“For this reason, many drug traffickers are leaving the commercialization of drugs and turning to human trafficking. And we, as a community, must put a stop to this crime.”

Who is the trafficker? This is a common person, according to Gómez. “It could be a very attractive, professional person; it could be a woman, it could be a man and even an underage individual; it is an impostor that makes believe he or she is the same age as your children, or that attends the same school.”

She explained that traffickers use diverse tactics to recruit their potential victims. “They are audacious and take their time to learn about them. They know where they go to school, who their friends are, their favorite sport and music. ... And as parents, do we know this about our children?” she said.

“Traffickers often know more about our children than we do. How is this possible? Because of the internet,” she said. Minors put too much information online because they think only their friends can see it, and accept any friend invitation thinking that the more friends they have, the more popular it makes them.

How do these types of traffickers operate? According to Gómez, they take their time to study and get to know their possible victim; they become friends and they trap them.

“Years ago we saw that children were kidnapped by force and even with a gun, and this still happens. Lately, traffickers also operate from the comfort of their own home, on the internet, talking and communicating with minors. We can keep our children behind locked doors so they are not exposed to danger, but the traffickers are already inside of our home through the computer, social media or through cell phones.”

Gómez added that the predators go to the schools, malls, movies, parks and every place where their possible victims might be. “Since they cannot enter an educational facility, they find young children that work for them,” she added.

As in the case of “Rita,” “they can become a young girl’s boyfriend, and they behave very well and all of a sudden say: ‘I don’t have money to pay my rent. … My friend will give me so much if you go to bed with him.’ And the girl, feeling love for the boy does it once. He then tells her he needs money for something else and that he has another friend until the girl realizes she is being prostituted and tells him she will not do it again. He then tells her that she must do it otherwise he will tell her parents, teachers and friends that she is a prostitute. She is trapped and realizes too late what her boyfriend really was.”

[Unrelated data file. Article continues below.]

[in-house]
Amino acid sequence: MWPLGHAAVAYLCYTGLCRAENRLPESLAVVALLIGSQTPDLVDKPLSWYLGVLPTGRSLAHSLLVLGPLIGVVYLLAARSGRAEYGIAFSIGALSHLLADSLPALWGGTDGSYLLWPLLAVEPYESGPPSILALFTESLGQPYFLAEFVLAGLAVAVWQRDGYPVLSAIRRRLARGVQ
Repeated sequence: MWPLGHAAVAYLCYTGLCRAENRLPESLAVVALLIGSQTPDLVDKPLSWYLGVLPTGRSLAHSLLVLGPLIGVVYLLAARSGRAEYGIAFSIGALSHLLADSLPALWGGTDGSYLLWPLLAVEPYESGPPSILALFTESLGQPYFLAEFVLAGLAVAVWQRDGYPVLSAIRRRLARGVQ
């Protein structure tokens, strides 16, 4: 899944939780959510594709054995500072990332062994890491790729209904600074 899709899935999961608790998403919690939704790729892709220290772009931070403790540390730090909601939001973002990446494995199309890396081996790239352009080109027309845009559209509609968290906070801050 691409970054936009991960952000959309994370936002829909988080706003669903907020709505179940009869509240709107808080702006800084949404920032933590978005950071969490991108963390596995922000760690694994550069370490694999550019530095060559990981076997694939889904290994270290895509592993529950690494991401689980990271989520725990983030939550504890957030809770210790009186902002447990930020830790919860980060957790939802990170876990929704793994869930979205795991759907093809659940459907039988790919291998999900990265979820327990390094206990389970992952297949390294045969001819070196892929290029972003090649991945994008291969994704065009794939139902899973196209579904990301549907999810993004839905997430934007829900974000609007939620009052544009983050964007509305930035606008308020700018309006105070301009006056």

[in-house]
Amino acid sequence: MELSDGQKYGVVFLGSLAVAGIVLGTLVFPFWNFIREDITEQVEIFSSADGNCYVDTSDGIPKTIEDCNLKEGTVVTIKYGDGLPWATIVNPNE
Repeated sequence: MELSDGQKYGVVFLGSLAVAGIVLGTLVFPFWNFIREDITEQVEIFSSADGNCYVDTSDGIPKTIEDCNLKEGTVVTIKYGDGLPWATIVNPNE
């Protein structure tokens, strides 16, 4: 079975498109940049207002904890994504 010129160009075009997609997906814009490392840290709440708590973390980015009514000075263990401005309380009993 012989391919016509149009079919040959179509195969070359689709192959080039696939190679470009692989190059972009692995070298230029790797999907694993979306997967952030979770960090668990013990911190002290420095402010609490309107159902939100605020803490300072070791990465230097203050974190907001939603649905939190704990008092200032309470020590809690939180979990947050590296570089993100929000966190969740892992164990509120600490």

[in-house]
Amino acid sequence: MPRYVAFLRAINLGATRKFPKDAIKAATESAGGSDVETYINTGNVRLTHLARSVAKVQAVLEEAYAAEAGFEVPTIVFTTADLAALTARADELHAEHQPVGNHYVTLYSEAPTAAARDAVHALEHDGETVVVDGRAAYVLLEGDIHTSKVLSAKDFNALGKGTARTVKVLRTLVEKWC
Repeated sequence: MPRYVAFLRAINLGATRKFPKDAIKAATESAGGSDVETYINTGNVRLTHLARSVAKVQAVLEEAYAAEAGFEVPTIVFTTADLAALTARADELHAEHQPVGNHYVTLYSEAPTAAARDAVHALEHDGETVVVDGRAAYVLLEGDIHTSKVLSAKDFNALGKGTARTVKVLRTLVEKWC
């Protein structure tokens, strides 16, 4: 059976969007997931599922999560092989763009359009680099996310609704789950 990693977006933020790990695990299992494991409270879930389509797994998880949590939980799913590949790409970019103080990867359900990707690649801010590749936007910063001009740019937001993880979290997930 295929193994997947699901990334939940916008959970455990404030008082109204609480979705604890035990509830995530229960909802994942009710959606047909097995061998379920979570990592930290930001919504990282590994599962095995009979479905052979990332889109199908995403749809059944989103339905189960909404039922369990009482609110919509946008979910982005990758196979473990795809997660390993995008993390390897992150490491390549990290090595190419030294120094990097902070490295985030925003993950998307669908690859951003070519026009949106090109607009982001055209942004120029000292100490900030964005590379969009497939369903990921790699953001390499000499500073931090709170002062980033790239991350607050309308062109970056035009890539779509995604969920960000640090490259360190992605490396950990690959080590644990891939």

What can the parents do?

The educator highlighted that this crime can happen in front of the noses of the family without anyone noticing. Families need to educate themselves and accept that the problem exists.

 “We have to learn more about people’s behavior; attend events that inform us; demand from our schools and parishes that they offer more programs for parents and young people,” said Gómez.

She concluded that it is vital to talk with our teenage children, even though at times this might not be easy. “They get home and if we ask them questions they tend to give us one-syllable answers. This does not mean that if they do not speak to me, I as a mother do not speak to them either,” she said.

“This lack of communication is the attitude that the traffickers want us to have. They want us to separate ourselves from our children so they (the traffickers) move in and earn their confidence. We need to recover that confidence; take the time to communicate with them with love and without judging.”